Kim Jong-Un [Hearts] Markets, Sort Of

♠ Posted by Emmanuel in at 9/25/2017 06:00:00 PM
We sorta knew they love rockets...but markets too?!
The perception we often get is that North Korea is the archetypal Communist state, with collectivist means of production concentrated in mostly rural communities churning out goods which the government tells to make in what quantities. Actually, the old-style command economy is on the outs. For several years now, the hermit kingdom has been experimenting with the use of markets. Mind you, it's not because of any sort of enlightened about the virtues of capitalism. Rather, it's being done out of survival. Indeed, North Korea may be more resilient than believed because of these partial market-oriented reforms:
Byung-Yeon Kim, a professor at Seoul National University, began interviewing North Korean defectors seven years ago to learn more about their country's economy. One wouldn't have thought there was much to discover: Often described as "Stalinist," the hermetic regime to the north seemed to preside over a crude, centrally planned system, with peasants toiling away for a pittance in collective farms and state-owned factories, dependent on food aid and growing poorer with each passing year.

In fact, as Kim lays out in his new book "Unveiling the North Korean Economy: Collapse and Transition," that popular image is almost entirely wrong. By necessity, virtually all North Koreans, from farmers to army commanders, now buy and sell goods and services in capitalist markets -- whether to survive or, in some cases, to get rich. The economy is growing and wages are rising; until recent rounds of United Nations sanctions, North Korea was about as dependent on foreign trade as the U.K. or Italy.

This will come as a disappointment to those who hoped that popular discontent would spell the end of the North Korean regime; despite decades of isolation, the country has stabilized economically even as it rapidly develops its nuclear and missile arsenals. Kim is more sanguine: He sees the spread of markets and money as a threat to dictator Kim Jong Un -- whom U.S. President Donald Trump now derides as "Rocket Man" -- and a point of pressure that the outside world can exploit. We spoke last week soon after North Korea tested its first thermonuclear device but before its latest missile test flew over Japan. A lightly edited transcript:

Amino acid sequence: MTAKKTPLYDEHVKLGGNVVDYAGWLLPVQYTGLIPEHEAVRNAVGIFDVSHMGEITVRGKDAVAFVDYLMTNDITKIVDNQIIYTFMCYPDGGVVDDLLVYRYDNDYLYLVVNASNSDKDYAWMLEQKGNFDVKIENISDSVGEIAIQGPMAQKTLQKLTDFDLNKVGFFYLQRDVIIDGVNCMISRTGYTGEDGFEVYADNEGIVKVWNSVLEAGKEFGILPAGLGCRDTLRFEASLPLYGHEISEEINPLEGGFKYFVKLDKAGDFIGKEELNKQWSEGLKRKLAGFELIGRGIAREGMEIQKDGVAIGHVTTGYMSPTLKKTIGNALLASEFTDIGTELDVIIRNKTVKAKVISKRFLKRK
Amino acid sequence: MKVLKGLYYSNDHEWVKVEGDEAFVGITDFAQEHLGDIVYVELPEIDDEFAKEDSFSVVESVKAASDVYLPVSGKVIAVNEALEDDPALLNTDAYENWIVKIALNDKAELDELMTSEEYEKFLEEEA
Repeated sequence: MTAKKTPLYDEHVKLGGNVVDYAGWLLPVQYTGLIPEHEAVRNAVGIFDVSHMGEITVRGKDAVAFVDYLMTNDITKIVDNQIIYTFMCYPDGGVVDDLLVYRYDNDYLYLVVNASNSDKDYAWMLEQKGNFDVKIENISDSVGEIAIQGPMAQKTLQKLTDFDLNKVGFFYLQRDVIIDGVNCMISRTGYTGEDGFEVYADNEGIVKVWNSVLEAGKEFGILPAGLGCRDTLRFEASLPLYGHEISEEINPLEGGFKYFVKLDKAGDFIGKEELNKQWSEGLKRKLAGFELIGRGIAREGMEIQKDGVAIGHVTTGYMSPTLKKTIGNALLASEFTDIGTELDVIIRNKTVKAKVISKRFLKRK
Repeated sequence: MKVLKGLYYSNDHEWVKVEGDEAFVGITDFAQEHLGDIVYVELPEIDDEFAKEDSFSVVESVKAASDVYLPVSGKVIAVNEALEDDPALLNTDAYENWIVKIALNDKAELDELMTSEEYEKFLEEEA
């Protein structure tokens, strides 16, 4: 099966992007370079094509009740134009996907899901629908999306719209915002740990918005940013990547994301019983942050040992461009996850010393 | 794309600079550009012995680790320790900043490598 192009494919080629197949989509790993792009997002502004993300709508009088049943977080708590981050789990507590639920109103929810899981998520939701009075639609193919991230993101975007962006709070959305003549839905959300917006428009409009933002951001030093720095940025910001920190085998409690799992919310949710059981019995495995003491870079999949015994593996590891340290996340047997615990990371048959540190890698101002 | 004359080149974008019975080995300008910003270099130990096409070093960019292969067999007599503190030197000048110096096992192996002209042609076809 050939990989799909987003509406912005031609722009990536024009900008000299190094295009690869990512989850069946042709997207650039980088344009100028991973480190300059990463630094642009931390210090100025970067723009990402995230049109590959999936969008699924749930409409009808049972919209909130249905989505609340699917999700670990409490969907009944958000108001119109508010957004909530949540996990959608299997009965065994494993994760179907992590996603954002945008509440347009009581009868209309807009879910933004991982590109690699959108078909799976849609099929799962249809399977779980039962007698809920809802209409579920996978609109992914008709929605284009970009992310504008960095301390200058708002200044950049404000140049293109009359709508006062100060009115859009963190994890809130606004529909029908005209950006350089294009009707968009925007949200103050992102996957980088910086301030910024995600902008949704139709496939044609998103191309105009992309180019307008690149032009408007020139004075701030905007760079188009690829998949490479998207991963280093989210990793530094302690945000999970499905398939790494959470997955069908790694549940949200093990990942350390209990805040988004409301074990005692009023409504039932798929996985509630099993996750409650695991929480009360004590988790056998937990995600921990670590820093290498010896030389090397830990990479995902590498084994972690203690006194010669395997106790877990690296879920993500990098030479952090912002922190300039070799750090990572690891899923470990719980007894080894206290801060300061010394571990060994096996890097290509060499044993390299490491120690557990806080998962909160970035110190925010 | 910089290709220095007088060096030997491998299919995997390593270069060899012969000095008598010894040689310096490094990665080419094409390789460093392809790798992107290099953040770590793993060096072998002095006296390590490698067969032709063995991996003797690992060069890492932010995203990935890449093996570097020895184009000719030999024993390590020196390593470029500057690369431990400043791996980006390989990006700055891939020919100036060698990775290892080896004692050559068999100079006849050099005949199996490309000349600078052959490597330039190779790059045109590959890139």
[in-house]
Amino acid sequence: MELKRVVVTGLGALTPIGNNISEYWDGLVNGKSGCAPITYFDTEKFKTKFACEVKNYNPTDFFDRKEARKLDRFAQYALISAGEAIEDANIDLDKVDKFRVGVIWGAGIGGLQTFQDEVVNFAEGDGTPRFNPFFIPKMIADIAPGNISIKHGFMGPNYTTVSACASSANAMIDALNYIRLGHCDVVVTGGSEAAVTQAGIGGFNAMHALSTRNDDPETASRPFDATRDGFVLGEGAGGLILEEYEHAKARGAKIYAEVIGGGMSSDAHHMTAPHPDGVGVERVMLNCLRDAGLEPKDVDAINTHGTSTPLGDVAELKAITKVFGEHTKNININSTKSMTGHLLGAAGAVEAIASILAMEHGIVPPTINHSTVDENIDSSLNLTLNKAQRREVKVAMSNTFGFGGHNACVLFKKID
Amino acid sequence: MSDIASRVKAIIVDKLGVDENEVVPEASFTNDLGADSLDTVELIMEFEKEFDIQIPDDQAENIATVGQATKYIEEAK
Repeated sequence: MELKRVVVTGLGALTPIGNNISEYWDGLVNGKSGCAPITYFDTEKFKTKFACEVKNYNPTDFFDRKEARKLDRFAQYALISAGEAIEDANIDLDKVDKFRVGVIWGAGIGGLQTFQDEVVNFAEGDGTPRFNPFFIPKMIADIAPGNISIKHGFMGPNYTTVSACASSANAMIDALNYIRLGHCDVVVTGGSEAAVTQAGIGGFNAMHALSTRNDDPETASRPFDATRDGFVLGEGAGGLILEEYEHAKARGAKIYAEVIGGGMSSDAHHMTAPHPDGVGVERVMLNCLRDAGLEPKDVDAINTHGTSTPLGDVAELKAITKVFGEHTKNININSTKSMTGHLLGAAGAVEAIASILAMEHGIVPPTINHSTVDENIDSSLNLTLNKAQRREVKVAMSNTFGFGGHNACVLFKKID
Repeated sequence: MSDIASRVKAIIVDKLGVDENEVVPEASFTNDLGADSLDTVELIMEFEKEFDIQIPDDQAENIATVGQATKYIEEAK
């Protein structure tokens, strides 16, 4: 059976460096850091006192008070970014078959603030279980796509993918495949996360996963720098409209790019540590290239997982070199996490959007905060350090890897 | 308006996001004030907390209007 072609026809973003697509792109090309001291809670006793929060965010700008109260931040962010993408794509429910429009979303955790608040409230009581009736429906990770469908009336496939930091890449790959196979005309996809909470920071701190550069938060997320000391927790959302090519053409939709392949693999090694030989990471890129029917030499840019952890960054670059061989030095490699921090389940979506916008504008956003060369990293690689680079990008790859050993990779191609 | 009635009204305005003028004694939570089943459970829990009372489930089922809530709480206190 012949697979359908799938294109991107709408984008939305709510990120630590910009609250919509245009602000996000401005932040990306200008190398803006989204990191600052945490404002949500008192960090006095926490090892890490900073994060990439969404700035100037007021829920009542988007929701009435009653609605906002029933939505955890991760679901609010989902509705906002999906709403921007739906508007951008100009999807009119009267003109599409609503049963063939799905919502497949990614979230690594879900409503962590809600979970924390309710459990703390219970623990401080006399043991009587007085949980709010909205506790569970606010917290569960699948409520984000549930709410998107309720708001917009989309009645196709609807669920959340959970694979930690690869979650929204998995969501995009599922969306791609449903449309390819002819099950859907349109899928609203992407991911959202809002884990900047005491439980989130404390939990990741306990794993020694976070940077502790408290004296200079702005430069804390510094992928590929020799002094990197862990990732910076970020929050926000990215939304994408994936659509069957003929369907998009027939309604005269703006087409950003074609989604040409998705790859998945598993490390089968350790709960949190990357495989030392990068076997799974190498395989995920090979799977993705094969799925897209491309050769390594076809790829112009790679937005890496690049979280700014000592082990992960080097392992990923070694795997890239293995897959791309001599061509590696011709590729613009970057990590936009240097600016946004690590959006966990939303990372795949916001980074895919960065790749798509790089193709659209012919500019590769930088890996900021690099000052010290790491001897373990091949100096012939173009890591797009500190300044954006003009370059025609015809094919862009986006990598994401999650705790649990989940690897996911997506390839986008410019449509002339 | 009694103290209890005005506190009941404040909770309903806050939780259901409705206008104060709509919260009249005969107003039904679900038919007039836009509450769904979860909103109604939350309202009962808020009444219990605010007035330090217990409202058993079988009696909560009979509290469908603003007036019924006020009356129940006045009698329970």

To be sure, North Korea is hardly booming. Still, it is actually quite externally involve as its trade levels are nearly similar to global averages [!] according to Prof. Kim. Note though that much of this market activity occurs in the informal sector. Prof. Kim adds:
Since Kim [Jong-un] took power in 2011, the economy has stabilized. While the rate of growth isn't that high, overall the economy has grown 1 to 2 percent for the last five years.

It's not really a Stalinist economy anymore. North Korea experienced a severe crisis in the late 1990s, when several hundred thousand people starved to death because of famine. Afterwards, the economy changed dramatically. Before, the regime repressed any kind of market activities. But nowadays, households participate more in the informal economy than the official economy. About 70 to 90 percent of household income comes from markets.

The reason is quite simple: The government cannot pay a salary sufficient to live on. I talked to one high-ranking diplomat who served in London and defected to South Korea last year. He said that he received a monthly salary of 2,000 North Korean won. At that time, the market rate was 3,000 North Korean won to the dollar. A typical North Korean household needs $50 per month for survival; the remaining part of this need is filled by markets. Some 70 percent of households participate in markets, while only 50 percent participate in the official economy. It's a hugely informalized or marketized economy.
Second, North Korea is not a closed economy anymore. I estimate the economy's trade dependency ratio is higher than 50 percent. The world average is 58 percent.
So, are there any truly Soviet-style economies left out there in the year 2017? Our usual suspect may not even be on the list. I guess that's progress of a sort.